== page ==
The public schools may be closed all week for February Break, but critics and other writers are busy examining the new teacher evaluation agreement that was reached last week.
The education historian and writer, Diane Ravitch, paints a picture of the teacher evaluation system that offers a sobering contrast to the giddiness that greeted the announcement of the agreement with the city, state and teachers’ unions.
On The New York Review of Books blog, NYR, in a post titled “No Child Left Untested,” Ms. Ravitch calls it “madness” to rely on a system of teacher accountability based on student test scores.
The new evaluation system pretends to be balanced, but it is not. Teachers will be ranked on a scale of 1-100. Teachers will be rated as “ineffective, developing, effective or highly effective.” Forty percent of their grade will be based on the rise or fall of student test scores; the other 60 percent will be based on other measures, such as classroom observations by principals, independent evaluators, and peers, plus feedback from students and parents.
But one sentence in the agreement shows what matters most: “Teachers rated ineffective on student performance based on objective assessments must be rated ineffective over all.” What this means is that a teacher who does not raise test scores will be found ineffective over all, no matter how well he or she does with the remaining 60 percent. In other words, the 40 percent allocated to student performance actually counts for 100 percent. Two years of ineffective ratings and the teacher is fired.
She goes on to say:
No high-performing nation in the world evaluates teachers by the test scores of their students; and no state or district in this nation has a successful program of this kind.
Compounding the problem, she writes, is the inability of the United Federation of Teachers to block a legal push by the media to publish the data reports of teachers a few years ago that issued grades based on improvements in student test scores, known as “value-added.”
The consequences of these policies will not be pretty. If the way these ratings are calculated is flawed, as most testing experts acknowledge they are, then many good educators will be subject to public humiliation and will leave the profession. Once those scores are released to the media, we can expect that parents will object if their children are assigned to “bad” teachers, and principals will have a logistical nightmare trying to squeeze most children into the classes of the highest-ranked teachers. Will parents sue if their children do not get the “best” teachers?
Ms. Ravitch does not defend unsuitable teachers. But she objects to doing it based so extensively on test scores.
Of course, teachers should be evaluated. They should be evaluated by experienced principals and peers. No incompetent teacher should be allowed to remain in the classroom. Those who can’t teach and can’t improve should be fired. But the current frenzy of blaming teachers for low scores smacks of a witch-hunt, the search for a scapegoat, someone to blame for a faltering economy, for the growing levels of poverty, for widening income inequality.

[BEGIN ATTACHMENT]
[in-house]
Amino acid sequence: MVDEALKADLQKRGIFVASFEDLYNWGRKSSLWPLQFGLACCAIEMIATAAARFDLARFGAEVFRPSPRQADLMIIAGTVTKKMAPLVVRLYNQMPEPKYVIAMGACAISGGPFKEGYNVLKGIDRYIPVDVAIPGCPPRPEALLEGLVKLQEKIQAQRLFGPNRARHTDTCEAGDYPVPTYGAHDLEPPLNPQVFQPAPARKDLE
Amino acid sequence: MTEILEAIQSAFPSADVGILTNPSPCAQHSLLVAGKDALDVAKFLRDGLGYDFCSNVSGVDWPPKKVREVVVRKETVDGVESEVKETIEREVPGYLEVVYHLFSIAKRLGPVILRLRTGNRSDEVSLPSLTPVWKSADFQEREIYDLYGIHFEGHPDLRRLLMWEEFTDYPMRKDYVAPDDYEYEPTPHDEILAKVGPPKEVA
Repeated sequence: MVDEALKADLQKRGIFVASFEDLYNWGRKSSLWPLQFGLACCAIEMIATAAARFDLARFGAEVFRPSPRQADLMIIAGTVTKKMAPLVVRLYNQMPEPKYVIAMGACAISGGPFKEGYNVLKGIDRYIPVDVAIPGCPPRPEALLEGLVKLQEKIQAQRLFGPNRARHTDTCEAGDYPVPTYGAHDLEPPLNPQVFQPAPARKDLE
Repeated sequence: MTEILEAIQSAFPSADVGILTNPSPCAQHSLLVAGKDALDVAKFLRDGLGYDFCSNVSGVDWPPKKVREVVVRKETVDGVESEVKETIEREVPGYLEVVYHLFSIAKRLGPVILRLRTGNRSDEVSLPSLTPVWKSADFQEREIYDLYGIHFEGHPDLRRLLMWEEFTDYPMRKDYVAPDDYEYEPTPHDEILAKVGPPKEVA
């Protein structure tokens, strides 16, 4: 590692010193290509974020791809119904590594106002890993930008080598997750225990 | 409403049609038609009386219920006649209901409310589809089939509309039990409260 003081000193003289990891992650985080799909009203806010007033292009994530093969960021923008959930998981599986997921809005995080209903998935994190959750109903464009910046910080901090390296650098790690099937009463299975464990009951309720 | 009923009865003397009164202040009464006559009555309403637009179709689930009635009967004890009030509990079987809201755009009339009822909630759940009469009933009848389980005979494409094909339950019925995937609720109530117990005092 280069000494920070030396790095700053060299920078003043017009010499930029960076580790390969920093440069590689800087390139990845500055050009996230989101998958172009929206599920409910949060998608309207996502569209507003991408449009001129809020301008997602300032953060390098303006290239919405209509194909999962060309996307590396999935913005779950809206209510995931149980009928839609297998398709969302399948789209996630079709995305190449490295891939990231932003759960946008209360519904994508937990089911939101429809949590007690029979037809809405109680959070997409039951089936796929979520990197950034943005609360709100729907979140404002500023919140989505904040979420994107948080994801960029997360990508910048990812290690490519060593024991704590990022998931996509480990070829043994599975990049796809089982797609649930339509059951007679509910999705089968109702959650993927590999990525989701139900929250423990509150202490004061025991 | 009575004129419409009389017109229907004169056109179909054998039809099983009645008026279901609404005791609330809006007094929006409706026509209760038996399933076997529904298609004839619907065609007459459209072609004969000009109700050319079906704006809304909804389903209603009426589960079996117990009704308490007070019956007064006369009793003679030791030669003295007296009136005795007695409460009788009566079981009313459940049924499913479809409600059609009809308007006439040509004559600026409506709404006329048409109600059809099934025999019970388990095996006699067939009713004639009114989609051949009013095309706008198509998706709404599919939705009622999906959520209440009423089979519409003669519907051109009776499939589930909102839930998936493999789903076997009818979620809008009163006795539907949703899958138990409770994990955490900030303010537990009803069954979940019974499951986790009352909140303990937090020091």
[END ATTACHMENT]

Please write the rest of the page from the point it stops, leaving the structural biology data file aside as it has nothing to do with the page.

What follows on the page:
In The Daily News, the columnist Juan Gonzalez takes on the same subject, saying the combination of the new evaluation system and the public release of teacher ratings signals “a new low” for the public schools.
Pointing out flaws in the system, and the city’s failure to react to critics’ objections to the implementation of many of Mayor Michael R. Bloomberg’s education initiatives, he writes:
This fixation on rating of teachers by test scores is a diversion concocted by the city’s political elite. That elite doesn’t want to admit that 10 years of mayoral control of our schools has been a failure. Still, a recent poll found 57 percent of voters believed it was; only 24 percent thought Bloomberg’s policies have been a success.
Mr. Gonzalez quotes Aaron Pallas, a professor at Columbia University’s Teachers College.
And in his own essay in Gotham Schools’ Community section, Mr. Pallas repeats his concerns about using student testing results to evaluate teachers without taking into consideration their flaws.
So here’s a challenge, and a proposal. The challenge is to state education policymakers across the country who have hitched their teacher-evaluation systems to measures that seek to isolate teachers’ contributions to their students’ learning: Develop clear and consistent guidelines for assigning teachers to rating categories that take into account the inherent uncertainty and errors in the value-added measures and their variants.
You can read more on SchoolBook later today about how the new teacher evaluation system may work in New York City, based upon the framework reached last week.
Schools remain closed through Friday. Public school people, enjoy the week off.
Meanwhile, does anyone have an answer for Shilpa Spencer, who posted the following question on the SchoolBook page for Public School 29 John M. Harrigan page in Brooklyn:
Zone for Ps 29
How can I figure out the zone that PS 29 covers? I can see how you can plug in an address on the DOE website and figure out your zoned school, but to try to move into a good zone, how do you figure out the school’s zone parameters?
You can answer right on the P.S. 29 page, so that everyone in the community can see the response.